If you don't yet know oxytocin's role in our lives, the above joke probably isn't very funny to you.
But I do! I love it so much I have a necklace in the shape of the molecule.
Oxytocin is a neuropeptide produced in the hypothalamus. It is sometimes referred to as "the love hormone". It has a very vital role in some of the most intimate moments of life. Hugging, sex & orgasm, labor & birth, and breastfeeding all stimulate large releases of this hormone.
But oxytocin plays a part in the little moments in life as well. Eating a delicious meal, laughing with friends, listening to music, even doing charitable acts can trigger oxytocin release.
When your body releases oxytocin it creates a cascade of biological reactions. Among these are feelings of trust, closeness, love, attachment, and safety.
Oxytocin has many roles in both life and birth. In day to day life, oxytocin releases reduce levels of cortisol (a stress hormone) in the body. Oxytocin and cortisol associate like a see-saw. Oxytocin levels going up, cortisol down. Cortisol up, oxytocin down. This relationship has heavy implications for labor and birth.
While it encourages the release of pain-blocking hormones during labor and birth, oxytocin also helps after the baby is born. The first few moments after a baby is born a mother's oxytocin (and other hormones) levels surge. This is what gives the new mother that euphoric sense of immediate love. Women's brains never release oxytocin levels as high as in the moments after her baby is born.
Oxytocin also helps the uterus shrink back down to help stop post-partum bleeding, so it's pretty convenient for your body to release in such large amounts immediately postpartum. Aren't our bodies AMAZING?
After baby is born oxytocin is still a very important hormone. Oxytocin release caused by nipple stimulation triggers our "let down reflex". This causes a woman's breastmilk to be ejected from the breast. It is important to tie back to the fact that stress hormones minimize the release of oxytocin. Stressful environments can severely effect breastfeeding outcomes.
It is important to learn how we can aid oxytocin release in our bodies during labor and postpartum.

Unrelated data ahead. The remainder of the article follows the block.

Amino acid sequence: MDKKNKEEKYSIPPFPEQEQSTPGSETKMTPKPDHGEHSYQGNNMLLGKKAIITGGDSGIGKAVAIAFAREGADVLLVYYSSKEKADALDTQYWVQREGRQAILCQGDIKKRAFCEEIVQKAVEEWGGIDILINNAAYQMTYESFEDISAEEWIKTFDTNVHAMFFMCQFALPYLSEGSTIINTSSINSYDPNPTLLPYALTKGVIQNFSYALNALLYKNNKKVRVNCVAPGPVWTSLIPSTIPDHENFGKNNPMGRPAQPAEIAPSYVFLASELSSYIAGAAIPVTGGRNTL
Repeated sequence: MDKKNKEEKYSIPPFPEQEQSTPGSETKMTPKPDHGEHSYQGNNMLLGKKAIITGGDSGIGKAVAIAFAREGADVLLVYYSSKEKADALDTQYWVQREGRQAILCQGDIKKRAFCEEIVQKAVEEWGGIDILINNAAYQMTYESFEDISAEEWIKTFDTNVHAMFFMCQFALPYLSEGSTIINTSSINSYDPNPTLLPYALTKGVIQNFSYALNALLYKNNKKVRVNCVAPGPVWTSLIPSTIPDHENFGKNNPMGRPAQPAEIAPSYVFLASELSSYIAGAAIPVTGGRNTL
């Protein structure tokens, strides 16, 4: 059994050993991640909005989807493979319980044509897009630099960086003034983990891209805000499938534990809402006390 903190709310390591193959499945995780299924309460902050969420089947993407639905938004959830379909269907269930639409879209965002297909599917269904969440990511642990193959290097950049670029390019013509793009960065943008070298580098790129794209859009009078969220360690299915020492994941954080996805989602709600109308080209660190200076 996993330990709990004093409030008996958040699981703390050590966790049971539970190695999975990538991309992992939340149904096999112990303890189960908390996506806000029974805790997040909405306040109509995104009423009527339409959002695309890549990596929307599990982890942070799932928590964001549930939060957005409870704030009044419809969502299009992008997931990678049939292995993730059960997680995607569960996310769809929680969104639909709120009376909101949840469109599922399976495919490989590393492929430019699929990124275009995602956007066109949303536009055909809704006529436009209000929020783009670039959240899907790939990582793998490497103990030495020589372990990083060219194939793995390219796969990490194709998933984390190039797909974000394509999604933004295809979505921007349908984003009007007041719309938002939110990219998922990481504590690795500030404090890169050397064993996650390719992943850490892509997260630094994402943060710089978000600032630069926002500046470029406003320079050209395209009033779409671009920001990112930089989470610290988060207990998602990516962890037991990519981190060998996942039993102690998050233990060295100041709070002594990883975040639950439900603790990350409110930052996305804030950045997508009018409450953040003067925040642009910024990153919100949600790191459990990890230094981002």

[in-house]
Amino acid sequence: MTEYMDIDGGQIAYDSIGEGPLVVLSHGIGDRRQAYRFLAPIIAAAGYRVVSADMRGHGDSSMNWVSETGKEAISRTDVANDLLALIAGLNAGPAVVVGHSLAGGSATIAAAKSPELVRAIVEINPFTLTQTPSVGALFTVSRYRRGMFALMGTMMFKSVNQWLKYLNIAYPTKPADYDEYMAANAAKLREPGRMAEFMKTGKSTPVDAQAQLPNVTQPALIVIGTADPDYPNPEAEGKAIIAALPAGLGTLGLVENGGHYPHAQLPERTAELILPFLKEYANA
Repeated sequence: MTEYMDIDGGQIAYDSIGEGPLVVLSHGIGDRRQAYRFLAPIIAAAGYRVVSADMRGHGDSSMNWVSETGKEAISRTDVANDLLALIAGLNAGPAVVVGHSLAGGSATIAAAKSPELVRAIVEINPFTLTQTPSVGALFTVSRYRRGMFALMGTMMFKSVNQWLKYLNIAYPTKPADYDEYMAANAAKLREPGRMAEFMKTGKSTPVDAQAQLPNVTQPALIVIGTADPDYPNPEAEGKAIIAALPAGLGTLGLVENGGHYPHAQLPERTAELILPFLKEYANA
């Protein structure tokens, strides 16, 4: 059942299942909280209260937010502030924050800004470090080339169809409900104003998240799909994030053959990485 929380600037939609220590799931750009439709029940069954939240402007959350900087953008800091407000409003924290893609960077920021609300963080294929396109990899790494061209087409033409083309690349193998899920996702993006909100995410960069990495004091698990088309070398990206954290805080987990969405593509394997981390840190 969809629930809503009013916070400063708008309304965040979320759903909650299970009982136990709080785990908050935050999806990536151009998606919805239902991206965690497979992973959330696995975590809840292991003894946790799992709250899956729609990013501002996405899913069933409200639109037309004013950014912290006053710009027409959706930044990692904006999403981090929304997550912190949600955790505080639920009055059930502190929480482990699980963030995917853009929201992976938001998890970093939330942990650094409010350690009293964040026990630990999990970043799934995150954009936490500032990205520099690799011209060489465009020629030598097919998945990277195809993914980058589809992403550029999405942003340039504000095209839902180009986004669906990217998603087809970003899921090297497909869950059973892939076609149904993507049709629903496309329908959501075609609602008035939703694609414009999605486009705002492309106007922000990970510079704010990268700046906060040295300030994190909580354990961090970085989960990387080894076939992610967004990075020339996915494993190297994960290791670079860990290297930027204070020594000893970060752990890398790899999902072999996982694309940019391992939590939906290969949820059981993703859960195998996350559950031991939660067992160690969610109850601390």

If we are going to talk about my lovely oxytocin, we must also talk about the big synthetic elephant in the room. Pitocin.
Pitocin, the synthetic form of oxytocin, causes your uterine contractions to be longer, stronger, and closer together. It is important to also understand that a commonly used Pitocin reacts differently in the body.
Before I continue, it is vital to say Pitocin has its place and can be a beneficial tool.
However, Pitocin increases risks to mother and baby and is substantially overused in America. More information on Pitocin can be found here but I have shared the reported reactions below:
"The following adverse reactions to Pitocin have been reported in the mother:
Premature ventricular contractions
Rupture of the uterus
Excessive dosage or hypersensitivity to the drug may result in uterine hypertonicity, spasm, tetanic contraction, or rupture of the uterus.
The possibility of increased blood loss and afibrinogenemia should be kept in mind when administering the drug.
Severe water intoxication with convulsions and coma has occurred, associated with a slow oxytocin infusion over a 24-hour period. Maternal death due to oxytocin-induced water intoxication has been reported.
The following adverse reactions to Pitocin have been reported in the fetus or neonate:
Bradycardia (slow heart beat)
Low Apgar scores at five minutes
Premature ventricular contractions and other arrhythmias
Permanent CNS or brain damage
Neonatal retinal hemorrhage
Neonatal seizures have been reported with the use of Pitocin."
In addition to the physical risks, recent studies are showing that women who receive pitocin have higher rates of postpartum depression, postpartum anxiety, and are more likely to need to be medicated for those conditions.
In addition to increased risk, Pitocin does not cause the same waterfall of hormones to be released in the body.
Here are few additional differences between Pitocin and natural oxytocin:
Your brain releases oxytocin in small spurts based on other hormone levels and how well you're coping with pain. Pitocin is delivered continuously through IV at a constant pace and does not work with your body based on its current state.
Discomfort caused by naturally occurring contractions stimulate the release of pain blocking beta-endorphins. Pitocin contractions, while extremely painful, to not stimulate their release. This, along with the strength of uterine contractions, is why women report such high levels of pain with Pitocin and almost always get pain relieving drugs.
Pitocin does not peak in those moments after birth and therefore can affect the bonding process.
So, while we must acknowledge that Pitocin has its place and its uses, unless medically necessary, induction with Pitocin may not be worth the increased risks associated.
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